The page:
By: Robert J. Nahoum
In a blog post, the Federal Trade Commission published important statements about the debt buying industry and its efforts to self-regulate including a list of 75 debt buyers banned from participating in the debt collection industry. Below is a reprint of the post prepared by Reilly Dolan, the FTC’s Associate Director, Division of Financial Practices .
“Last year the FTC received 280,998 complaints about questionable debt collection practices. We think consumers and responsible members of the industry can agree that number is higher than it should be. The FTC is fighting that battle on three fronts. We’ve brought dozens of cases – both on our own and with state partners – to enforce the Fair Debt Collection Practices Act and Section 5. We’ve fought to have 75 bad apples removed from the debt collection barrel. And we continue to educate consumers and businesses about their rights and responsibilities in the collections process. But there’s another important effort underway.
Recently I was a panelist at a meeting of DBA International, a trade association that represents many members of the debt buying business, and I was asked about DBA’s ongoing efforts to put together a program of industry self-regulation.
The FTC has always been an enthusiastic proponent of effective self-regulation. We think the benefits are obvious. Self-regulation can encourage compliance through an alternative dispute resolution approach that is far less disruptive than litigation. It can foster fair competition so that law-abiding companies don’t have to go head-to-head with competitors that cross the line. And especially in industries whose reputation has been tarnished by bad apples, it can be an important step toward winning back public confidence.
We’ve also learned that self-regulation is worth doing only if it’s done right. We’ve looked at a lot of self-regulatory set-ups over the years. There’s no one-size-fits-all approach, but the good ones seem to have some characteristics in common.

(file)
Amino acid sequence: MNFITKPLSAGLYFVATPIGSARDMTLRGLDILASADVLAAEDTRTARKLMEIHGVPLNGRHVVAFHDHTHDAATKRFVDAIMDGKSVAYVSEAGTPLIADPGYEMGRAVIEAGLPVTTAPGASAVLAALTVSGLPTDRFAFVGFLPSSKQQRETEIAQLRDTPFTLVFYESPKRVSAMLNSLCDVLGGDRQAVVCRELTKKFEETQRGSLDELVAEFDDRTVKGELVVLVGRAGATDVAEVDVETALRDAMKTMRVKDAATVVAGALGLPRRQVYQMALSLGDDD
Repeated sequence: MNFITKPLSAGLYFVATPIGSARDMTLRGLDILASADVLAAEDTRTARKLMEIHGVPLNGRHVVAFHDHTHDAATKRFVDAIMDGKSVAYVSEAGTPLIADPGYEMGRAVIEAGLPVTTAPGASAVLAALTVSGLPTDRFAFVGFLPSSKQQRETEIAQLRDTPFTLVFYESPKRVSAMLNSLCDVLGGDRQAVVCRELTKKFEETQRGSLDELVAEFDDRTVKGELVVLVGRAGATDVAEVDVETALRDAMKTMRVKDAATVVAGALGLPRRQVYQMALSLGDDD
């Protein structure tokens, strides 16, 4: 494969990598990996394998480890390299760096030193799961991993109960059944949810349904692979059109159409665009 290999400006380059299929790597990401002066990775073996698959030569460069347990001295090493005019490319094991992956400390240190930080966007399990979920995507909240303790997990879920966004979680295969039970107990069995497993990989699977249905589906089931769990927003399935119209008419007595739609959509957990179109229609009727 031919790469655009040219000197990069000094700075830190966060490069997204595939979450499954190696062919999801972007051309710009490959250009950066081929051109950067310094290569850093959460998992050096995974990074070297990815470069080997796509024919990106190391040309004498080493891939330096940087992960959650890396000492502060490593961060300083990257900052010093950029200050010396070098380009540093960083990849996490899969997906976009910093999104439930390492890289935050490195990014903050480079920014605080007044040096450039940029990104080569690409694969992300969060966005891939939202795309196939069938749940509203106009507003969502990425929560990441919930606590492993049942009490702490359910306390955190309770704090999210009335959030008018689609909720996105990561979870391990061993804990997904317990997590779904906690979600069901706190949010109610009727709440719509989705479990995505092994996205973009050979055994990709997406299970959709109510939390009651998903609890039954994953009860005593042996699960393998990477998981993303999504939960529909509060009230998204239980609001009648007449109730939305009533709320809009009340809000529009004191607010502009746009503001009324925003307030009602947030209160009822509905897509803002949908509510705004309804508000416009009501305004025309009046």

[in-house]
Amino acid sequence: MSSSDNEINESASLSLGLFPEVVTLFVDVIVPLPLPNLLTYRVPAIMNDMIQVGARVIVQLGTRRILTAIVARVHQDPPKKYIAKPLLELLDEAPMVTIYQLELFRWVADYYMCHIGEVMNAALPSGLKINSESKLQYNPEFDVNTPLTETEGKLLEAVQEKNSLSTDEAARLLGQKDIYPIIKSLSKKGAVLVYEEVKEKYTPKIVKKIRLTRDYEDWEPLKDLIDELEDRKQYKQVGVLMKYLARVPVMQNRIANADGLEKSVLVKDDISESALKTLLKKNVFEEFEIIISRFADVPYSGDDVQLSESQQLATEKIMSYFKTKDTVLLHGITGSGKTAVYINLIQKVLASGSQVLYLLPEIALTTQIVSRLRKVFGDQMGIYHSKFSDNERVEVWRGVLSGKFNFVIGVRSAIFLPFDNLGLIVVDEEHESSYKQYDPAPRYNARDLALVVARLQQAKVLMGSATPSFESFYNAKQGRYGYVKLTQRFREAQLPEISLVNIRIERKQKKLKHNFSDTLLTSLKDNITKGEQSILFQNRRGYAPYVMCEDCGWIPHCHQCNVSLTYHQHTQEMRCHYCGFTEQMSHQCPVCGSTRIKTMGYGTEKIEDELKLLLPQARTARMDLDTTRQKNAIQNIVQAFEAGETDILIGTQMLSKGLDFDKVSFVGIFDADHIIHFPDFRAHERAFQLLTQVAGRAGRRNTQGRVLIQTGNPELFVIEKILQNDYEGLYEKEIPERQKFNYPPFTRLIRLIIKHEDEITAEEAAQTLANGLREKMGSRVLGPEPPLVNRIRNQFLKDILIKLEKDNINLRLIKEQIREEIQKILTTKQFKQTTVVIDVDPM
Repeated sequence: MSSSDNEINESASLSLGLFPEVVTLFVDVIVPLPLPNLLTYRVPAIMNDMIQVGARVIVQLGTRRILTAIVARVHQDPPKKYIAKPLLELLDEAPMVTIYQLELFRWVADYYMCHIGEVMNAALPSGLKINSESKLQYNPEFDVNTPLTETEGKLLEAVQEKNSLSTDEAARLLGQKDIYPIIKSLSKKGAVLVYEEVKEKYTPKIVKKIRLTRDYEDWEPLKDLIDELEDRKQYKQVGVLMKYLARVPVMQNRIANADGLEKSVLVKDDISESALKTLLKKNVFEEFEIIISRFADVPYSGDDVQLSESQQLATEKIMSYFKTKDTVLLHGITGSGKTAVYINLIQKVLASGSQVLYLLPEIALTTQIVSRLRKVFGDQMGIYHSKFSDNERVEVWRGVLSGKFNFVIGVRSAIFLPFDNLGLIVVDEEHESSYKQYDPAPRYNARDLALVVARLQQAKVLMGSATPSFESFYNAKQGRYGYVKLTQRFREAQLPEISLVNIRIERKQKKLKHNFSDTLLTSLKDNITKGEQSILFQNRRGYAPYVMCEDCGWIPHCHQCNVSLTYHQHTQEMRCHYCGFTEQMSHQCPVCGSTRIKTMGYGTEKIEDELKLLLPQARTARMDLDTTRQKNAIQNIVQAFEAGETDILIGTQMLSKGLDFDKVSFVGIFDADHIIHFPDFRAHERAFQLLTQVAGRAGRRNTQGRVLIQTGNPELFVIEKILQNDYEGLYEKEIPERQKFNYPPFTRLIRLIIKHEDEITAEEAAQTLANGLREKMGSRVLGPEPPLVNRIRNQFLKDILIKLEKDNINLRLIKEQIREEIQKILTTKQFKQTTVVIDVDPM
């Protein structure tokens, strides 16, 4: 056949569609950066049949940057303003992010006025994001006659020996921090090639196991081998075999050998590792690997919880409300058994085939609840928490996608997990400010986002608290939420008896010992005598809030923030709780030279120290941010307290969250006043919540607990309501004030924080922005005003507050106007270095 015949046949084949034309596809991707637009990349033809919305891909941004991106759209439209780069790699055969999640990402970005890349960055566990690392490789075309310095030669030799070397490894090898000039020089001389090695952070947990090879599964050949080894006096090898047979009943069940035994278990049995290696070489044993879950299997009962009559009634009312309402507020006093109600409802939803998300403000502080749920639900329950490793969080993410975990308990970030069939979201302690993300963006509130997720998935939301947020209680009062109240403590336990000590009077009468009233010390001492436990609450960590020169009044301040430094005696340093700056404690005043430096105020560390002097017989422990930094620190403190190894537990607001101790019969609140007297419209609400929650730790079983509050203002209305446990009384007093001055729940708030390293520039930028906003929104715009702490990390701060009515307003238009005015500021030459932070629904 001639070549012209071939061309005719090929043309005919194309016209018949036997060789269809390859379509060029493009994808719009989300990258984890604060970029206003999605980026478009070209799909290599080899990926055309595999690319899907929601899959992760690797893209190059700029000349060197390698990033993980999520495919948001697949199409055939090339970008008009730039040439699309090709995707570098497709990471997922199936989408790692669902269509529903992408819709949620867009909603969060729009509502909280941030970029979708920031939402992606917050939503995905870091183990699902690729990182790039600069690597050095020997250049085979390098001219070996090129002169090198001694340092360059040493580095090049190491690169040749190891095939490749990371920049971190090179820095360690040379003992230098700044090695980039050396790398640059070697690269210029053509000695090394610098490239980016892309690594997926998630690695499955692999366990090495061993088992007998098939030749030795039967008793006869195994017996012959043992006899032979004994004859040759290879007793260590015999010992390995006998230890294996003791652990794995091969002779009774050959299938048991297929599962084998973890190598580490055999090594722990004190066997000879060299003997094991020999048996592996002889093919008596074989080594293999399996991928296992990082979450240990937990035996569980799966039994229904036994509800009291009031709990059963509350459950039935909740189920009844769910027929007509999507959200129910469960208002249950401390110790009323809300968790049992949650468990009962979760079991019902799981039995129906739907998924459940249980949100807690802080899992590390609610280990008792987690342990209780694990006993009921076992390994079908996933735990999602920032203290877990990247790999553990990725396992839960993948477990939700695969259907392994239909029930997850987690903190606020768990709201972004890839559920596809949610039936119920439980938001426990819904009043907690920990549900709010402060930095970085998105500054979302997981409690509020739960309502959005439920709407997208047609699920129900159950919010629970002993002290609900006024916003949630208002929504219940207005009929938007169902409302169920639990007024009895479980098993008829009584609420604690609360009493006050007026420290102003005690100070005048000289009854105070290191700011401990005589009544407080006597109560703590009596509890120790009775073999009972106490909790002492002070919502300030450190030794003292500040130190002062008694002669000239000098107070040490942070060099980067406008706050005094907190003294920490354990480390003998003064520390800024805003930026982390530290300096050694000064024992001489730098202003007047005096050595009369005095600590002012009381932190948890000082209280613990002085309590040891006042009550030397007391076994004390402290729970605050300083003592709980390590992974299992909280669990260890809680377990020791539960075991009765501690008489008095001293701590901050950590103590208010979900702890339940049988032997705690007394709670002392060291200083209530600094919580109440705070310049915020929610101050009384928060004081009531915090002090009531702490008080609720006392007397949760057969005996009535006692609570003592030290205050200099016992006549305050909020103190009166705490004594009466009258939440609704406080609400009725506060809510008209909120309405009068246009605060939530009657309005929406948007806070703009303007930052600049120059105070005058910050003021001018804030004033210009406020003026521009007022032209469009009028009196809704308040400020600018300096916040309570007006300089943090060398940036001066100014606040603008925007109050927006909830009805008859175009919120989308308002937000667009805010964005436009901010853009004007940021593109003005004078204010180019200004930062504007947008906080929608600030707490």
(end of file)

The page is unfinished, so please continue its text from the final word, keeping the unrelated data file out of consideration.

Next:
- Effective self-regulatory programs are transparent. They feature consistent, workable standards that are easily understood by industry members, consumers, and law enforcers. A key component of transparency is avoiding conflicts of interest. No sweetheart deals or smoked-filled rooms. Effective regimens are open, autonomous, and above-board.
- Effective self-regulatory programs are nimble. For most industries, the innovation button seems to be stuck on fast-forward. The best programs stay ahead of the game with active industry monitoring and standards that respond to changes in technology and the marketplace.
- Effective self-regulatory programs have teeth. Self-regulation doesn’t work when there’s lip service, but no bite. An effective enforcement mechanism is essential – for example, referring to law enforcers those who don’t promptly cure their practices.
- Effective self-regulatory programs have industry buy-in. Look at programs that have stood the test of time and what do you see? They all enjoy the widespread support of industry members. Businesses may not always agree with the result, but they respect the integrity of the process. And they put muscle behind it by actively participating and encouraging others to participate, too.
We’ll watch with interest as self-regulatory efforts continue in the debt buying industry and other sectors.”
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